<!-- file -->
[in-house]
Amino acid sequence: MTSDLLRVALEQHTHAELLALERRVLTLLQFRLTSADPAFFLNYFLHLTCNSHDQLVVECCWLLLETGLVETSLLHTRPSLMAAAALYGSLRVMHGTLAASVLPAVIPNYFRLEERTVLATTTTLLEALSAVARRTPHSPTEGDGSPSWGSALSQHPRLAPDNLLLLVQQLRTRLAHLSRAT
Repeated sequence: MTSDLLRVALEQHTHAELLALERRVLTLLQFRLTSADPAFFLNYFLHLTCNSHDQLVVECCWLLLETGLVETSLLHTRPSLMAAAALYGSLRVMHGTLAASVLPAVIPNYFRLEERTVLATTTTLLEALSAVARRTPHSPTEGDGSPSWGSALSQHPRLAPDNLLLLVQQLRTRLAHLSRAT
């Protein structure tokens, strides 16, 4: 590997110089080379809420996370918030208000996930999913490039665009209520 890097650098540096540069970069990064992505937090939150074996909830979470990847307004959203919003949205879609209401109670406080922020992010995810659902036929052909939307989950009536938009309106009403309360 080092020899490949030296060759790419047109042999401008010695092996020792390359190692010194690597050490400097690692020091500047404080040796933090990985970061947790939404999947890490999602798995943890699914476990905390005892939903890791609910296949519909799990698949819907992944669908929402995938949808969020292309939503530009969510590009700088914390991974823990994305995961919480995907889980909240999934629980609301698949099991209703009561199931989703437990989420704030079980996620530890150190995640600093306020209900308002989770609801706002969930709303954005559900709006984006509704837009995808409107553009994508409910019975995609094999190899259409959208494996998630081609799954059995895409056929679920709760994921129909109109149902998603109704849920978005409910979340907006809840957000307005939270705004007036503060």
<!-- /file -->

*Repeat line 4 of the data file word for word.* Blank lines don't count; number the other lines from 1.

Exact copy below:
């Protein structure tokens, strides 16, 4: 590997110089080379809420996370918030208000996930999913490039665009209520 890097650098540096540069970069990064992505937090939150074996909830979470990847307004959203919003949205879609209401109670406080922020992010995810659902036929052909939307989950009536938009309106009403309360 080092020899490949030296060759790419047109042999401008010695092996020792390359190692010194690597050490400097690692020091500047404080040796933090990985970061947790939404999947890490999602798995943890699914476990905390005892939903890791609910296949519909799990698949819907992944669908929402995938949808969020292309939503530009969510590009700088914390991974823990994305995961919480995907889980909240999934629980609301698949099991209703009561199931989703437990989420704030079980996620530890150190995640600093306020209900308002989770609801706002969930709303954005559900709006984006509704837009995808409107553009994508409910019975995609094999190899259409959208494996998630081609799954059995895409056929679920709760994921129909109109149902998603109704849920978005409910979340907006809840957000307005939270705004007036503060």